So you’ve landed your dream job–congratulations! It won’t be long before you discover that there will be dozens of projects and materials vying for your funds. Here’s a handy tip sheet that may help you get started:
1. Set your priorities–and make sure to consider the administration’s priorities for the department as well.
2. You should have separate budgets for collection development and programming.
3. Depending on your organization’s structure, supplies, equipment, and continuing education/travel may or may not be included in your budget. Ask whether you have a copying and printing budget.
4. Once you know what your budget encompasses, you can start planning.
a. What kinds of programs does your department offer or do you want to offer? Do you have materials (such as flannel boards, a CD player, etc.) for use in those programs?
b. What do you need for your summer reading program? Does your state participate in the Collaborative Summer Library Program? If so, you can purchase professional full-color materials that will please your patrons and save you time and money.
5. Keep track of everything you order/spend. A spreadsheet is easily created and can be as basic or detailed as desired. I suggest that you include the following:
a. Date ordered
b. Purchase order number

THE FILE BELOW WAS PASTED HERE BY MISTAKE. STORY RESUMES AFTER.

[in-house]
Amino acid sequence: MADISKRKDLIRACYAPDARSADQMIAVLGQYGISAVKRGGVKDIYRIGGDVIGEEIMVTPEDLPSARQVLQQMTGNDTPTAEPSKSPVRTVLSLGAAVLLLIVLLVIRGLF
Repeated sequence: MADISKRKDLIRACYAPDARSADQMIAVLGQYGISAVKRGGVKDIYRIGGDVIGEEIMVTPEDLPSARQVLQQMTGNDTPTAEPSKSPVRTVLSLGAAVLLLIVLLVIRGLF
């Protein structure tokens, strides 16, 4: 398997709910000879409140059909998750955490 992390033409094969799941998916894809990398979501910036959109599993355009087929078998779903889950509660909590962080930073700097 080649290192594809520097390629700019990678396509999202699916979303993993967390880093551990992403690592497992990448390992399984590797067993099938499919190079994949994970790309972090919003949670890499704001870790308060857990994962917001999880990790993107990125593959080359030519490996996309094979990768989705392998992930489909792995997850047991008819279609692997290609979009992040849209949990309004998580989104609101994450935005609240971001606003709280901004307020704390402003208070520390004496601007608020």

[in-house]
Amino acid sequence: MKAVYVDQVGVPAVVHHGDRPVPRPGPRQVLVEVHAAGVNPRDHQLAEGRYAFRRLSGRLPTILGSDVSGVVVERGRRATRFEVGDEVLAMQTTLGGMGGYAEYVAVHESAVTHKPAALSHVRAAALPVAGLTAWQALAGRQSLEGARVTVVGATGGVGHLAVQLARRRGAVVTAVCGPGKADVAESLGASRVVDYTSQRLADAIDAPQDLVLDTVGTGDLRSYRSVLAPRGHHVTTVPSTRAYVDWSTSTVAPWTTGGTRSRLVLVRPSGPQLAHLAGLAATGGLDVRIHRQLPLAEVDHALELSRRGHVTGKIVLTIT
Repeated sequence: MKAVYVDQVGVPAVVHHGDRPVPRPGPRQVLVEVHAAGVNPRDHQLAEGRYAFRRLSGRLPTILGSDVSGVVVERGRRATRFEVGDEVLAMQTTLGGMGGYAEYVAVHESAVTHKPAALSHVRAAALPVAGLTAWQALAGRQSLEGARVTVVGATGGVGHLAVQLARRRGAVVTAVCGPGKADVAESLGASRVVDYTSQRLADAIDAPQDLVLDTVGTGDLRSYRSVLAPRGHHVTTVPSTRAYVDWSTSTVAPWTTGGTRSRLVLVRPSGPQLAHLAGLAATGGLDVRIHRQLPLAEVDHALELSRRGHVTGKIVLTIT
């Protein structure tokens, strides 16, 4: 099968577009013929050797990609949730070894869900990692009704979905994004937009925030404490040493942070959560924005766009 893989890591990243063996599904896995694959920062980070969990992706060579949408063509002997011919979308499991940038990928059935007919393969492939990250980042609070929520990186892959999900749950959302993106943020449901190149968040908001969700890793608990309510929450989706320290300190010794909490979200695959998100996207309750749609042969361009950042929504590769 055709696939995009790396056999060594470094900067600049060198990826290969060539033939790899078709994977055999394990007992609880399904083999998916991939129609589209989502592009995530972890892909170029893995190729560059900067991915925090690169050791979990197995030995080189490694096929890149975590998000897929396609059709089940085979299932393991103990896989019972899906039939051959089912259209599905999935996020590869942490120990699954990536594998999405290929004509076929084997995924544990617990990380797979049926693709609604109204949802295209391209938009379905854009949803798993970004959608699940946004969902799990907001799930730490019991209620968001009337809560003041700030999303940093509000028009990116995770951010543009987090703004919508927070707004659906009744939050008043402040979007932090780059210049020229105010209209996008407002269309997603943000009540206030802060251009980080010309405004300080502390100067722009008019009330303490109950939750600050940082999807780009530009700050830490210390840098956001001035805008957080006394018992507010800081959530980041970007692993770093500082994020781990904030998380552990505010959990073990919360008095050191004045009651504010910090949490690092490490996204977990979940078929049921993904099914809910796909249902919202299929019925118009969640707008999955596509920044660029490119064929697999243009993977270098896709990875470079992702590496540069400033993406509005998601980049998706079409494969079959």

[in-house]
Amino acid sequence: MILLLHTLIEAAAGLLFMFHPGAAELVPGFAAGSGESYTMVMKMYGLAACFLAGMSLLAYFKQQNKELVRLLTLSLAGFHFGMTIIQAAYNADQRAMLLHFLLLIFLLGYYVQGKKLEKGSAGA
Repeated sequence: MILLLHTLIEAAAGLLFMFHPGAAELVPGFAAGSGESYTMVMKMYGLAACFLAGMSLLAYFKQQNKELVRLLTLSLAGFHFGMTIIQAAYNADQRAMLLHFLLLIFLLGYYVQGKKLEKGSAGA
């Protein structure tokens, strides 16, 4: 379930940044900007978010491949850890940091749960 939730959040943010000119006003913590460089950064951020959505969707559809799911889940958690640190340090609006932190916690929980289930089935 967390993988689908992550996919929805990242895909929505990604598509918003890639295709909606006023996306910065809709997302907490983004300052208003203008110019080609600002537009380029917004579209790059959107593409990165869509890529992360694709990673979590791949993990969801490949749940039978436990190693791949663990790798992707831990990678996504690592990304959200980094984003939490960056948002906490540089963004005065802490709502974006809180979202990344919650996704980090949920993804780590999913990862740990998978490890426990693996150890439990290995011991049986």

c. Supplier name
d. Estimated amount
e. Invoice number
f. Actual total cost
g. Notes (this can include type of item ordered, number of items ordered, etc.)
The above information will enable you to track purchases and reference delivery/non-delivery
6. For a collection development budget, you may want a separate spreadsheet that is divided into separate pages for each area of the collection. For example, your 2013 collection development spreadsheet might have separate pages for chapter books, picture books, audio books, DVDs, music CDs, ebooks, nonfiction by Dewey, games, and magazines. Each of those pages could then have columns set up as described above.
a. Are your materials processed in-house? If not, ask what the unit cost for processing is, and include that on your spreadsheet pages, either as a separate column or added into the estimated amount.
b. Will you need to devote some of your budget to replacement parts (primarily for audio books, especially read-along picture books)? Decide whether that is a separate budget item or comes out of the specific collection area.
c. If you’ve never ordered materials before, inquire about whether your library purchases from specific vendors, such as Baker & Taylor or Ingram Book Company. They may also purchase directly from publishers or have a purchasing agreement with Amazon. If so, inquire about discounts and shipping costs; these will affect your expenditures.
d. Check into whether your library belongs to a state or local cooperative that may afford you group pricing and/or discounts.
7. Review your predecessor’s budget records. Do they make sense to you? Is there anything missing? You may not need to start from scratch but instead tweak the structure accordingly.
8. Learn all that you can from your library’s financial manager/CFO. The CFO can provide you with their expectations, i.e., what they need from you for their records, and advice about what purchases and expenses belong in your budget.
Our guest blogger today is Kate Capps, who wrote this piece as a member of the Managing Children’s Services Committee. Kate is a Children’s Librarian & School Liaison at the Olathe Indian Creek Branch Library in Olathe, Kansas.
If you’d like to write a guest post for the ALSC Blog, please contact Mary Voors, ALSC Blog manager, at email@example.com.